Should robots be gendered?

20 April 2016

share this:

Should robots be gendered? I have serious doubts about the morality of designing and building robots to resemble men or women, boys or girls. Let me explain why.

The first worry I have follows from one of the five principles of robotics, which states: robots should not be designed in a deceptive way to exploit vulnerable users; instead their machine nature should be transparent.

To design a gendered robot is a deception. Robots cannot have a gender in any meaningful sense. To impose a gender on a robot, either by design of its outward appearance, or programming some gender stereotypical behaviour, cannot be for reasons other than deception – to make humans believe that the robot has gender, or gender specific characteristics.

When we drafted our 4th ethical principle the vulnerable people we had in mind were children, the elderly or disabled. We were concerned that naive robot users may come to believe that the robot interacting with them (caring for them perhaps) is a real person, and that the care the robot is expressing for them is real. Or that an unscrupulous robot manufacture exploits that belief. But when it comes to gender we are all vulnerable. Whether we like it or not, we all react to gender cues. So whether deliberately designed to do so or not, a gendered robot will trigger reactions that a non-gendered robot will not.

Our 4th principle states that a robot’s machine nature should be transparent. But for gendered robots that principle doesn’t go far enough. Gender cues are so powerful that even very transparently machine-like robots with a female body shape, for instance, will provoke a gender-cued response.

My second concern leads from an ethical problem that I’ve written and talked about before: the brain-body mismatch problem. I’ve argued that we shouldn’t be building android robots at all until we can embed an AI into those robots that matches their appearance. Why? Because our reactions to a robot are strongly influenced by its appearance. If it looks human then we, not unreasonably, expect it to behave like a human. But a robot not much smarter than a washing machine cannot behave like a human. Ok, you might say, if and when we can build robots with human-equivalent intelligence, would I be ok with that? Yes, provided they are androgynous.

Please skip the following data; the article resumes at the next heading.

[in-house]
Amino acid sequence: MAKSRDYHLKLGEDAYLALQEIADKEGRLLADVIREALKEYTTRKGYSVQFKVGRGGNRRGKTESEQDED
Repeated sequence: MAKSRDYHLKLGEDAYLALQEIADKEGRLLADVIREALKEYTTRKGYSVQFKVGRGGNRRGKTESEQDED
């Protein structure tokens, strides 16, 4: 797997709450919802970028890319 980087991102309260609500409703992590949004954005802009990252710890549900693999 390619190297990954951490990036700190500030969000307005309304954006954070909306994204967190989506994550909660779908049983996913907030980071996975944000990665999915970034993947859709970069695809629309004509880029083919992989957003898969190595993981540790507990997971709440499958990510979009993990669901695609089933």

My third – and perhaps most serious concern – is about sexism. By building gendered robots there is a huge danger of transferring one of the evils of human culture: sexism, into the artificial realm. By gendering and especially sexualising robots we surely objectify. But how can you objectify an object, you might say? The problem is that a sexualised robot is no longer just an object, because of what it represents. The routine objectification of women (or men) because of ubiquitous sexualised robots will surely only deepen the already acute problem of the objectification of real women and girls. (Of course if humanity were to grow up and cure itself of the cancer of sexism, then this concern would disappear.)

What of the far future? Given that gender is a social construct then a society of robots existing alongside humans might invent gender for themselves. Perhaps nothing like male and female at all. Now that would be interesting.

tags: , , ,

Alan Winfield is Professor in robotics at UWE Bristol. He communicates about science on his personal blog.
Alan Winfield is Professor in robotics at UWE Bristol. He communicates about science on his personal blog.

Related posts :

Interview with Dautzenberg Roman: #IROS2023 Best Paper Award on Mobile Manipulation sponsored by OMRON Sinic X Corp.

The award-winning author describe their work on an aerial robot which can exert large forces onto walls.
19 November 2023, by

Robot Talk Episode 62 – Jorvon Moss

In the latest episode of the Robot Talk podcast, Claire chatted to Jorvon (Odd-Jayy) Moss from Digikey about making robots at home, and robot design and aesthetics.
17 November 2023, by

California is the robotics capital of the world

In California, robotics technology is a small fish in a much bigger technology pond, and that tends to conceal how important Californian companies are to the robotics revolution.
12 November 2023, by

Robot Talk Episode 61 – Masoumeh Mansouri

In the latest episode of the Robot Talk podcast, Claire chatted to Masoumeh (Iran) Mansouri from the University of Birmingham about culturally sensitive robots and planning in complex environments.
10 November 2023, by

The 5 levels of Sustainable Robotics

Robots can solve the UN SDGs and not just via the application area.
08 November 2023, by

Using language to give robots a better grasp of an open-ended world

By blending 2D images with foundation models to build 3D feature fields, a new MIT method helps robots understand and manipulate nearby objects with open-ended language prompts.
06 November 2023, by

©2021 - ROBOTS Association


©2021 - ROBOTS Association